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I've read that the singular values of a matrix are equal to the $$\sigma=\sqrt{\lambda_{K}}$$ where $\lambda$ are the eigenvalue but I'm assuming this only applies to square matrices. How could I determine the eigenvalues of a non-square matrix. Pardon my ignorance.

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  • $\begingroup$ well, if you want to define them as $Av=\lambda v,$ then clearly it does not make any sense. However, you can consider $B=A^*A$ which is a square matrix and find singular values. $\endgroup$ – leshik Oct 5 '12 at 22:50
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    $\begingroup$ The $\lambda$ are the eigenvalues, not of the original matrix $A$, but of $A^* A$ or $A A^*$ (where $A^*$ is the conjugate transpose). This is for both square and rectangular $A$. The nonzero eigenvalues of $A^* A$ and $A A^*$ are the same; generally the zero eigenvalues are not counted as singular values. $\endgroup$ – Robert Israel Oct 5 '12 at 23:01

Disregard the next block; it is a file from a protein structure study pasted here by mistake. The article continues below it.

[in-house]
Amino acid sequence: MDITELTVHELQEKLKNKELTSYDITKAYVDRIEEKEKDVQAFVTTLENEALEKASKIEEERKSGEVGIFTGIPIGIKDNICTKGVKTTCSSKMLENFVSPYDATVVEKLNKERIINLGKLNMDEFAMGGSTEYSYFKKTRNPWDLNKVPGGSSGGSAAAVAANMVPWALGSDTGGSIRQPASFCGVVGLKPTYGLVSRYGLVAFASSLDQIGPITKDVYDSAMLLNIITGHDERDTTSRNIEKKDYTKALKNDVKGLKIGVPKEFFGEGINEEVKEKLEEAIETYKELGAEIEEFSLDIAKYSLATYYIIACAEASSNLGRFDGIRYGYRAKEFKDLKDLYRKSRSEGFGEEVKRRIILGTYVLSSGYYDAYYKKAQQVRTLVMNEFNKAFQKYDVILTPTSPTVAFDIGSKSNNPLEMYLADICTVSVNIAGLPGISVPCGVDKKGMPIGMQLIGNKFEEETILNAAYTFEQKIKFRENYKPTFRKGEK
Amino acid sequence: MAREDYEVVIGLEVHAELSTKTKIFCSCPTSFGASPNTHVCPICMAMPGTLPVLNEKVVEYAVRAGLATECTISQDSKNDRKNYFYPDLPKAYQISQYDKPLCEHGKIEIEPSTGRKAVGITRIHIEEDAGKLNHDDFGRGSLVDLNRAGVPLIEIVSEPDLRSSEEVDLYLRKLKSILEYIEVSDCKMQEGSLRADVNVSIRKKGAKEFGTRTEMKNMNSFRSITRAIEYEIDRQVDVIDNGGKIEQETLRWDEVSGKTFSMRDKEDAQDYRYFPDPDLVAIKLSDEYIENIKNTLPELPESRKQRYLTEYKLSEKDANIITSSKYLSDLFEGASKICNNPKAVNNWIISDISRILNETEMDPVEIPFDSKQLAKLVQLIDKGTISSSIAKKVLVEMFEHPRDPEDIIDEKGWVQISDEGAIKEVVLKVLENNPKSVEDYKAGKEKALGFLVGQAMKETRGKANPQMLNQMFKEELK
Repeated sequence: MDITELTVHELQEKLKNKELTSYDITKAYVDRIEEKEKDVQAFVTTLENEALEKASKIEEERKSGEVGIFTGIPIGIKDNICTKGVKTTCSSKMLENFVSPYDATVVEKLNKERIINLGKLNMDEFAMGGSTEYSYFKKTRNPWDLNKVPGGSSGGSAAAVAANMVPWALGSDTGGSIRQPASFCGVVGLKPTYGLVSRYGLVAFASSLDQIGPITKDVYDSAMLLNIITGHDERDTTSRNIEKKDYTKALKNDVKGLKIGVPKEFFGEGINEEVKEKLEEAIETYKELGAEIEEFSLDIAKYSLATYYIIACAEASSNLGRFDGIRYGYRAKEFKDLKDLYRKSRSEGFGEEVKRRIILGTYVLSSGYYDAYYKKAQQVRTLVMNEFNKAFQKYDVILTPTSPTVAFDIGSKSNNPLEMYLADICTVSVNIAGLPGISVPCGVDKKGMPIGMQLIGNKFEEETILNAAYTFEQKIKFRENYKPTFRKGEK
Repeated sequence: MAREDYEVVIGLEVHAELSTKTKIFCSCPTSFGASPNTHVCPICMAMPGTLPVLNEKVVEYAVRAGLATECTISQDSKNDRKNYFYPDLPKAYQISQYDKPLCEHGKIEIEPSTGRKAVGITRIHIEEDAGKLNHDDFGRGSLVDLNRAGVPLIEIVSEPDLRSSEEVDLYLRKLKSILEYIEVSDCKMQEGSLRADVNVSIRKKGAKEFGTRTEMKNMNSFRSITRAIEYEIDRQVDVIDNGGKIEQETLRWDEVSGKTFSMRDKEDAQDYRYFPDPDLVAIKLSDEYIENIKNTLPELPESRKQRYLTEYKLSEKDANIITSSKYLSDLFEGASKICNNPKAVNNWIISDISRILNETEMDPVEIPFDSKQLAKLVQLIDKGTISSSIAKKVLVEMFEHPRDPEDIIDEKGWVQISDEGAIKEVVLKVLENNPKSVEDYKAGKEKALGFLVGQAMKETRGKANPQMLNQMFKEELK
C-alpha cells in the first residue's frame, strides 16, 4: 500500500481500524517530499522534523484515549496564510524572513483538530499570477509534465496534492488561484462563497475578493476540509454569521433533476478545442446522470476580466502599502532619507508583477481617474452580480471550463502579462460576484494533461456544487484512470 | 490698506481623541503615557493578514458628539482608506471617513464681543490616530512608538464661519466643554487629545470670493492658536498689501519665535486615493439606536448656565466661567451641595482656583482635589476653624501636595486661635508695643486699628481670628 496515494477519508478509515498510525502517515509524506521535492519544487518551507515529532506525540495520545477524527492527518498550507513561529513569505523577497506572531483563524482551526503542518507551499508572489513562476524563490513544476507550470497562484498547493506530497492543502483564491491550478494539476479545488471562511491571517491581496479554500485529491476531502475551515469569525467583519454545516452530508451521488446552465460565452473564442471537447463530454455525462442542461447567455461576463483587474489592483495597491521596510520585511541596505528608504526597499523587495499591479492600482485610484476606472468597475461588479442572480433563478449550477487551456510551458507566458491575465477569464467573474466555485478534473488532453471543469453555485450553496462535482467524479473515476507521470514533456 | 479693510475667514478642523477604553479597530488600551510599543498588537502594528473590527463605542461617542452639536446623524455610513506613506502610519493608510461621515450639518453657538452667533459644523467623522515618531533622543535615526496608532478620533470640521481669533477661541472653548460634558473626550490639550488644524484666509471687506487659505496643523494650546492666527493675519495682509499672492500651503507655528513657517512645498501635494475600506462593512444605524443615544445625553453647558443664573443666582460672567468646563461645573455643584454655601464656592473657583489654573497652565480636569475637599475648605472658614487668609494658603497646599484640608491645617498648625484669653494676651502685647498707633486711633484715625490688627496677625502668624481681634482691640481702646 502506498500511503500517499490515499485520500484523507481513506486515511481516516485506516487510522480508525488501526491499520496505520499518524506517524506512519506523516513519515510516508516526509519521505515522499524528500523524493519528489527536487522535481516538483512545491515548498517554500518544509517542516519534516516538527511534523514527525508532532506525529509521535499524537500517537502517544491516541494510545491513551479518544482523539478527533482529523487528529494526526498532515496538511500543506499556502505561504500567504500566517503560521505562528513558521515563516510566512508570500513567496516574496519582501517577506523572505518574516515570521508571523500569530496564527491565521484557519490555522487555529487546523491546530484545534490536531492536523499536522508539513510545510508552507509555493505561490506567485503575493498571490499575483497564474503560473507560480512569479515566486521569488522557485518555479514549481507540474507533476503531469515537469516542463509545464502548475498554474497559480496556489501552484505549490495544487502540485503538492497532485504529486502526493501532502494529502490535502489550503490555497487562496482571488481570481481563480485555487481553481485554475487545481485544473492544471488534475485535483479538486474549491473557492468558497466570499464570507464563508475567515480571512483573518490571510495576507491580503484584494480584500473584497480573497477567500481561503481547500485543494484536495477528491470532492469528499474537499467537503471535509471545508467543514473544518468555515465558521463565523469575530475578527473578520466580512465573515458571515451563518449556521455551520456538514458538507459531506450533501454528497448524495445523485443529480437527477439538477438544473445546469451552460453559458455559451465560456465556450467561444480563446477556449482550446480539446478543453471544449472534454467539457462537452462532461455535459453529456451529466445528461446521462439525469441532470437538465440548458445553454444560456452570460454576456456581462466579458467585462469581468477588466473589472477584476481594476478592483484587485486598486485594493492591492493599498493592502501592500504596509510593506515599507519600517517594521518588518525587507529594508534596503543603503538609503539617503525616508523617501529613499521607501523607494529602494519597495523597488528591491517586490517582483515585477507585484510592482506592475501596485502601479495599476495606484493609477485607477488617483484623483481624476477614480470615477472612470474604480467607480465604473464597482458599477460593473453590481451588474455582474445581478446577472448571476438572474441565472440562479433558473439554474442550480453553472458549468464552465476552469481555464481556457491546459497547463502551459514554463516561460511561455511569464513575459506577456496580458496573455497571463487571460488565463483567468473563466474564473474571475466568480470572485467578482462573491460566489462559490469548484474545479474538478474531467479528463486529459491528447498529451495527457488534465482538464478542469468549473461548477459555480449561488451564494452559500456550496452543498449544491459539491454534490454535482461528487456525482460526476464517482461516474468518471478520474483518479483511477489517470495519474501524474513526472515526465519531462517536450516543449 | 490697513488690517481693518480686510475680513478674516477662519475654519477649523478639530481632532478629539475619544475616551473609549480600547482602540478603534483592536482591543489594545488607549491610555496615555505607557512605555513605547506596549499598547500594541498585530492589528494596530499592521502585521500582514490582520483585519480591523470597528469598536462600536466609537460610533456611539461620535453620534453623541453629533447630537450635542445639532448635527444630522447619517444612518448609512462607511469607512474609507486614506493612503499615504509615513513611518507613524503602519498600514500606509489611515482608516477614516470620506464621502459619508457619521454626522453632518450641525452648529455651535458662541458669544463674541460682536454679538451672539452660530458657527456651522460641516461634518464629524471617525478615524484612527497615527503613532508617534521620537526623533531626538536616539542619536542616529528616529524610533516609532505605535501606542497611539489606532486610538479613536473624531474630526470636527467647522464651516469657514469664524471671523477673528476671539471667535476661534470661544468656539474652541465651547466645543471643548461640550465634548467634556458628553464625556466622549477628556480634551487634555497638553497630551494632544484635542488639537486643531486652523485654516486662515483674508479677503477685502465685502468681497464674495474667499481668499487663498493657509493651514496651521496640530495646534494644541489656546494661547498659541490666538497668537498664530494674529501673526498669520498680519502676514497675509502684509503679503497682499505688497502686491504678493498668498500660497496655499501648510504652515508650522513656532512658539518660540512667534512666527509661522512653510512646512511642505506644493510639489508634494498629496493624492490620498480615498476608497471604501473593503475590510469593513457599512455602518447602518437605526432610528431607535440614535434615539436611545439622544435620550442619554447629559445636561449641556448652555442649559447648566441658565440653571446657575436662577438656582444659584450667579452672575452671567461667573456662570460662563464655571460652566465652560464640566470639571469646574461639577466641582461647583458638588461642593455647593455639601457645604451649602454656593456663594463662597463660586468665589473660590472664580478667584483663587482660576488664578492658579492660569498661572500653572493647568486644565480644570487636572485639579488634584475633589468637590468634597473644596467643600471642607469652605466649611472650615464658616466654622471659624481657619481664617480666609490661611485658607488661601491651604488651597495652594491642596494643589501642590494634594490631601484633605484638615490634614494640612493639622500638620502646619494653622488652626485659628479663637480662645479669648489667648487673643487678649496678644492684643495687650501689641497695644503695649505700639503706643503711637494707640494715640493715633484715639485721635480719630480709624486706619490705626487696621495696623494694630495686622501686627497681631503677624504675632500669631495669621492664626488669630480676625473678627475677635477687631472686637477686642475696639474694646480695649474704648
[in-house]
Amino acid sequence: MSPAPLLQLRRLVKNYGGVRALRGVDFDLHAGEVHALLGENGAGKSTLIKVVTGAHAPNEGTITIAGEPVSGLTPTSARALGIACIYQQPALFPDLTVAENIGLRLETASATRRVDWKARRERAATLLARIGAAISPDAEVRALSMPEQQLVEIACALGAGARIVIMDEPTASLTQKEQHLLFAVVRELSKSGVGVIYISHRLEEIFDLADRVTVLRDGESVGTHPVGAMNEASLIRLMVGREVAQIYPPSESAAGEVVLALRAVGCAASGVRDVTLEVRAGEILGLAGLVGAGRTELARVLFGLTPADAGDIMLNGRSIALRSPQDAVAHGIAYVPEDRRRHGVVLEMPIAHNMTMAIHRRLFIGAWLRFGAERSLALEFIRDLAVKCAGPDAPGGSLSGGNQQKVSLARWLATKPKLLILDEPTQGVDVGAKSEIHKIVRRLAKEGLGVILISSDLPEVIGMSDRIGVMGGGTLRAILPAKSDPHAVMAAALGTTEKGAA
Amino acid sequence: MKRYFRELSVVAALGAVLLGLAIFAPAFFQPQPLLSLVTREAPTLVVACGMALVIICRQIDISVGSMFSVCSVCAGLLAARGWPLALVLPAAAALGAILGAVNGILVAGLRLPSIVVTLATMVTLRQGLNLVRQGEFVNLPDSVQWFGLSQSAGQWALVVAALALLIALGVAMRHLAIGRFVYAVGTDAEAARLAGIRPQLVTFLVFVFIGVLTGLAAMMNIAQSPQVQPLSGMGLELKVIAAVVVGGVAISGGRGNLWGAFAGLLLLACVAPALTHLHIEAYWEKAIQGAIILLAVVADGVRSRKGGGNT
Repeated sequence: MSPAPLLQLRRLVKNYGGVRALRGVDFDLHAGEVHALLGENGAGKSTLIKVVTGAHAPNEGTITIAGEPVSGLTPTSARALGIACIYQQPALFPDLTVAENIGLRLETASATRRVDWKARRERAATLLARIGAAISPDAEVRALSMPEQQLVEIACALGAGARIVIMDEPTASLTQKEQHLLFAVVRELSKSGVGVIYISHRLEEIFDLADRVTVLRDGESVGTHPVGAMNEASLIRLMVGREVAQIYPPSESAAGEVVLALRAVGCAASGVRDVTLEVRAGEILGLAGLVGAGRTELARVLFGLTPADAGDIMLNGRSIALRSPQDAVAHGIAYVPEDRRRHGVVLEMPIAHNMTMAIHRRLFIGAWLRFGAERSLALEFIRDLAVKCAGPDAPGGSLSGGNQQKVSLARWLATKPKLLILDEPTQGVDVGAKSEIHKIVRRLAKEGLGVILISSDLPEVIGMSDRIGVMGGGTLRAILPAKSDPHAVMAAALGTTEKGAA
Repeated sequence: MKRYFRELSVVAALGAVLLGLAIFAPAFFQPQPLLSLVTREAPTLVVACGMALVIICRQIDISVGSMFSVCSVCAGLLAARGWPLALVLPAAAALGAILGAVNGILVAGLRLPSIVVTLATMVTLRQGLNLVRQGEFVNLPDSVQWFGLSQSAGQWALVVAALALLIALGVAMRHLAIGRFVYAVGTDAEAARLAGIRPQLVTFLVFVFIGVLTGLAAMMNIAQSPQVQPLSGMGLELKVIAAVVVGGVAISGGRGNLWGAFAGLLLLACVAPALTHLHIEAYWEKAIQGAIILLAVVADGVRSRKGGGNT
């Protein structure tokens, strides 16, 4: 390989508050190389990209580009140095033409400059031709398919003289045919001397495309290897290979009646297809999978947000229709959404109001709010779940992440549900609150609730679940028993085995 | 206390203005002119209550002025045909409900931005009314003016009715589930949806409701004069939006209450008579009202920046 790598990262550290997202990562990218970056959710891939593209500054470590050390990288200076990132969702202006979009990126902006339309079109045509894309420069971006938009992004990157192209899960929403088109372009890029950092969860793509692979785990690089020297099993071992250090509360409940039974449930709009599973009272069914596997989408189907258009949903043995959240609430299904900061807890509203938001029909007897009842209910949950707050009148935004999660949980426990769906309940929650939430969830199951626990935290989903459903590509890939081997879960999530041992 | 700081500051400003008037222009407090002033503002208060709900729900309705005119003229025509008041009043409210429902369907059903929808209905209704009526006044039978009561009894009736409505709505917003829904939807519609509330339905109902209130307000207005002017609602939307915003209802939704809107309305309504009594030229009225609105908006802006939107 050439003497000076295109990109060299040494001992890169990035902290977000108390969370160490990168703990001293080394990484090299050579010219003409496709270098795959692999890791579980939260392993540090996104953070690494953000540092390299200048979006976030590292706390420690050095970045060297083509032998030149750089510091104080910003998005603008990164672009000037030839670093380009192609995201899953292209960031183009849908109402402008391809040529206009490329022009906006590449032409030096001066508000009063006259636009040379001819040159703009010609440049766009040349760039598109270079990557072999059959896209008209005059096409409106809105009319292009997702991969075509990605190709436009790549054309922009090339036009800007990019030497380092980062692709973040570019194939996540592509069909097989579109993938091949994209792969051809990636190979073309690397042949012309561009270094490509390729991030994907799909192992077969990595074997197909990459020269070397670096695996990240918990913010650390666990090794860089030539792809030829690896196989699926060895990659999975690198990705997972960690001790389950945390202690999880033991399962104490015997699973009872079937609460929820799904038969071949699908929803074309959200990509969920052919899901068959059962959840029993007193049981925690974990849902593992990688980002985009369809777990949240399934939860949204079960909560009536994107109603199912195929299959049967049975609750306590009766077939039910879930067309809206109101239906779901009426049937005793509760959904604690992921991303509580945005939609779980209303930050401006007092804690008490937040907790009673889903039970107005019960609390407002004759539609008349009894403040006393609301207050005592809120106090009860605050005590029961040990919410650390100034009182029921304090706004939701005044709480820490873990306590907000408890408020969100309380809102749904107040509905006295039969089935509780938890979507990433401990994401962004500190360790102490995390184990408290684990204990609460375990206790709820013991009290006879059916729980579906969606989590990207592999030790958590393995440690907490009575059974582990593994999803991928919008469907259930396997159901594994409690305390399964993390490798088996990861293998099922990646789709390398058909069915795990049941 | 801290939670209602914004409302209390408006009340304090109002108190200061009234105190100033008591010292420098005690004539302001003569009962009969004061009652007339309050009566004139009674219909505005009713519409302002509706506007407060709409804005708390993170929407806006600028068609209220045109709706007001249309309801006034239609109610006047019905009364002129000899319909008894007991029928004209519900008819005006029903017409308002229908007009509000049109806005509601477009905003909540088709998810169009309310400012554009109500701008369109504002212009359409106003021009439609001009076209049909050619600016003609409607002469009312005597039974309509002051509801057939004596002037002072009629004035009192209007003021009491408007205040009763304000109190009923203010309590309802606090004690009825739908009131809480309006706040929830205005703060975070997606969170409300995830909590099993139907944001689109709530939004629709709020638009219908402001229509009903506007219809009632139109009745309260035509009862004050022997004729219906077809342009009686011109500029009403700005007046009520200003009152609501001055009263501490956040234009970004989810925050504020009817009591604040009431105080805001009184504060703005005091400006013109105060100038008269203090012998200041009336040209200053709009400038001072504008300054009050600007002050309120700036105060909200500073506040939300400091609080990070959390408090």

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Eigenvalues aren't defined for rectangular matrices, but the singular values are closely related: The right and left singular values for rectangular matrix M are the eigenvalues of M'M and MM'.

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The standard definition of an eigenvalue of $A$ is a number $\lambda$ so that for some vector $v$, $Av=\lambda v$. If you've got an $m$ by $n$ matrix, $v$ must be a vector of length $m$, and then $Av$ must be a vector of length $n$. Thus if $m\not= n$, there is no way for $\lambda v$ to be equal to $Av$, since the two vectors are of different dimensions.

As leshik suggests in the comments, we need to use an alternative definition if we want to look at the "eigenvalues" of a rectangular matrix. An analog is to find a unit vector $\hat{u}$ so that $Mv=\sigma u$ and $M^*u = \sigma v$. Then $u$ and $v$ are the left- and right-singular vectors for the value $\sigma$ (the analogs to an eigenvector of a square matrix).

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